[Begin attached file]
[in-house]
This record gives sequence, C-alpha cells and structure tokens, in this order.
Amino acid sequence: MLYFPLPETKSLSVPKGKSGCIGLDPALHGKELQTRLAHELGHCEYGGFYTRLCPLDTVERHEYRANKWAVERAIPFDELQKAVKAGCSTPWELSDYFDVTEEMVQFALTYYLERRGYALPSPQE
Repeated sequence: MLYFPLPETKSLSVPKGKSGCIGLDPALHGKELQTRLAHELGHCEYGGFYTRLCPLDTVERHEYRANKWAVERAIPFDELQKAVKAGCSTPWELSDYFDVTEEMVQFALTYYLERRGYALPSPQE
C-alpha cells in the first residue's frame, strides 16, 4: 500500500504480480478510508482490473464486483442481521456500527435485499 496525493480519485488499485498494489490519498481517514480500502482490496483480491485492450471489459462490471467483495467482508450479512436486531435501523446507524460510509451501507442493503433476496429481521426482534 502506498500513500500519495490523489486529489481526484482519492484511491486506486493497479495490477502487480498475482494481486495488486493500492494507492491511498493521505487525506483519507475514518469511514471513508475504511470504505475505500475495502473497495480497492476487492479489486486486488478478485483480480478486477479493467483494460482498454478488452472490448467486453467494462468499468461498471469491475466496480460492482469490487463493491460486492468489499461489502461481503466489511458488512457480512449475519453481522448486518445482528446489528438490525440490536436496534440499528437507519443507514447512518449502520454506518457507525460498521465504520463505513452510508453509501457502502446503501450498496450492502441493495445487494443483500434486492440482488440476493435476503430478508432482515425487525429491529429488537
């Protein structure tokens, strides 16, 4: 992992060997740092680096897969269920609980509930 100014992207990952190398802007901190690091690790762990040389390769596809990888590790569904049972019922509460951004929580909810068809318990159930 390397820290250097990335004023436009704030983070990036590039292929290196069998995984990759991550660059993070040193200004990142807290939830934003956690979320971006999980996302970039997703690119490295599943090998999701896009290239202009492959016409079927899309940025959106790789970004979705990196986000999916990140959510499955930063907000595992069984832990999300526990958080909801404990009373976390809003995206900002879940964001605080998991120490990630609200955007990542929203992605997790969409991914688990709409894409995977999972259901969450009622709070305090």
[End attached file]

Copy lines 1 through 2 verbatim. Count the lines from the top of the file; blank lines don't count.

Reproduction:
[in-house]
This record gives sequence, C-alpha cells and structure tokens, in this order.